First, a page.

Make It Electric Because Israel Needs More Cars Like A Hole In The Head


(Pranksters in Jerusalem paint a smiley face on a traffic light)

TreeHugger has partnered with The Huffington Post to help color their new Green channel with content. What have we been talking about? Well Jeremy has recently posted on Sen. John McCain’s Contorted Position on the Environment and Michael discusses the feasibility of Water-Powered Cars.

Not long ago this TreeHugger thought she’d add a voice of reason to Israel’s electric car hype (of Project Better Place) on HuffPo in a post titled Green Smoke and Mirrors. It’s been interesting how the public has reacted to our post. On Autoblog Green they called Huffington Post writers latte slurping, Prius collecting liberals. Hey wait a second – we drink instant or Turkish coffee and don’t own a car. Many (those with stakes in the company probably) didn’t like the problems we had with Shai Agassi’s electric car project. Here are a few of them:

The Way of the Sony Betamax


Agassi's electric car is not a hybrid car, but fueled solely by an electric battery. Like the Beta machine, that could only play Beta movies or Kodak's Advantix camera that takes only Advantix film, we can see where this could go. Agassi's car batteries will work only in Agassi cars. How quickly will this technology become obsolete?

Infrastructure 

In order for Agassi's electric cars to refuel, new battery-replacement stations equipped to automatically transfer and replace the battery must be in place and be as ubiquitous as gas stations are today -- a problem in a small country like Israel with no room to lay new infrastructure.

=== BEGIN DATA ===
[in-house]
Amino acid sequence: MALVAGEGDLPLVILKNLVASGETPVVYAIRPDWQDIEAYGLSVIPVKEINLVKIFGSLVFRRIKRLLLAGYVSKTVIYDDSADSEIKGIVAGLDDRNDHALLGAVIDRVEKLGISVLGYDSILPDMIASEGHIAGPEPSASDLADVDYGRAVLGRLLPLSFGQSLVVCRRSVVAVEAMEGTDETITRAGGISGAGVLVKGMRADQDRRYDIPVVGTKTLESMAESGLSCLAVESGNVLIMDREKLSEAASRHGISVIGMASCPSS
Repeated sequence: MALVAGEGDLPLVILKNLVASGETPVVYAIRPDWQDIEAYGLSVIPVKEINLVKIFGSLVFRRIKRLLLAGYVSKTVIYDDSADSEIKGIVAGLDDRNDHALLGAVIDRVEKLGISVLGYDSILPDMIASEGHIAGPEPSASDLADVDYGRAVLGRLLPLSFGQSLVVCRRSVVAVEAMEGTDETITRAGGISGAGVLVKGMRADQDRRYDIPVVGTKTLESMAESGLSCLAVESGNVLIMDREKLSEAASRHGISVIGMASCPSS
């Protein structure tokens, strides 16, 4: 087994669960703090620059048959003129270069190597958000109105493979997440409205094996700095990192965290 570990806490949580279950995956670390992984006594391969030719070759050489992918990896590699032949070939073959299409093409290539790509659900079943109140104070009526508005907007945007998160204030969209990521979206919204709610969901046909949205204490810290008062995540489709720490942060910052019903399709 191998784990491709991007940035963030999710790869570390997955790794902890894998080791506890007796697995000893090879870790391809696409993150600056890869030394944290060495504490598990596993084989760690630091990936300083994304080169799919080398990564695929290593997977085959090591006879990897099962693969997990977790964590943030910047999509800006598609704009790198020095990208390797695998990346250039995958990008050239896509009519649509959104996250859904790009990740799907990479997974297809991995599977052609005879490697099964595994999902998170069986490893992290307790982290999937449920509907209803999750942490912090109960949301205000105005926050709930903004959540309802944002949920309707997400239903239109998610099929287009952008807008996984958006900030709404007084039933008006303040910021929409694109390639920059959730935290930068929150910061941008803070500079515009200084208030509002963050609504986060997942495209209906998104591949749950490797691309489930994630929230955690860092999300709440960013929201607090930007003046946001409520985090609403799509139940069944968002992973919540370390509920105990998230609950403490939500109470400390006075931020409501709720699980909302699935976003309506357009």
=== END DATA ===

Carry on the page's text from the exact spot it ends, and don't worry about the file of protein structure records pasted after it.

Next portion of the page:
Accessibility

Agassi's electric car could potentially be so affordable that every person will want one. Unlike in America, it is more common for Israeli households to be either a one or a zero car household. It should stay like this. Bumper to bumper everywhere and fatal traffic accidents happening daily, this tiny country needs more cars like a hole in the head.

Clean Fuel?
Electric cars in Israel won't be green cars, at least not for the next 20 years. Israel derives 70 percent of its power from burning coal, very polluting for air quality and very bad for greenhouse gas emissions. Israel is at this moment planning for a new coal plant.

(News of a new solar thermal plant in Israel however - Solar Thermal Test Center by BrightSource Energy in Israel – raises some hopes of a potentially cleaner future.)

Electric cars - what about pedal power?
Yael Cohen Paran, director of Israel's Energy Forum in an op-ed on ISRAEL21c writes: Two million electric cars flooding the streets and highways of Israel using not even a single drop of gasoline? This prospect of an oil-free and seemingly green future has recently excited many journalists and Israeli politicians. First raised by a young Israeli high-tech entrepreneur, Shay Agassi, the concept was immediately embraced by the Israeli Government and President Shimon Peres.

However, as the smoke surrounding the idea clears, it becomes apparent that Israel's great potential as an innovator for a greener future should follow a more sustainable path...A cleaner solution for electricity production is urgently needed, and maybe this should be resolved first, before converting all the cars into electric ones, she writes.

Today we took the train from Tel Aviv to Jerusalem –– two major cities normally only a 40 minute car ride away. With a train running only every 2 hours this afternoon, and a one-and-a-half hour ride back to Jerusalem, who dares take the train these days? Unless you have a laptop and can work while you are traveling. Or have loads of time for day-dreaming.

True, a new train connecting the cities is in the works, but with setbacks rampant in these parts it is likely to take another few years before it’s in operation.

We fear that all the big business with electric cars in Israel and elsewhere is just a Band-Aid for the bigger problem: we have to change our lifestyle or the earth won’t sustain us. Get on the bus guys; buy a bike and lobby your governments for efficient and effective public transportation, and the support of technologies that will make clean energy within reach in our lifetime.

::The Huffington Post
(image credit: Tmuna Fish)

Tags: Technology | Transportation

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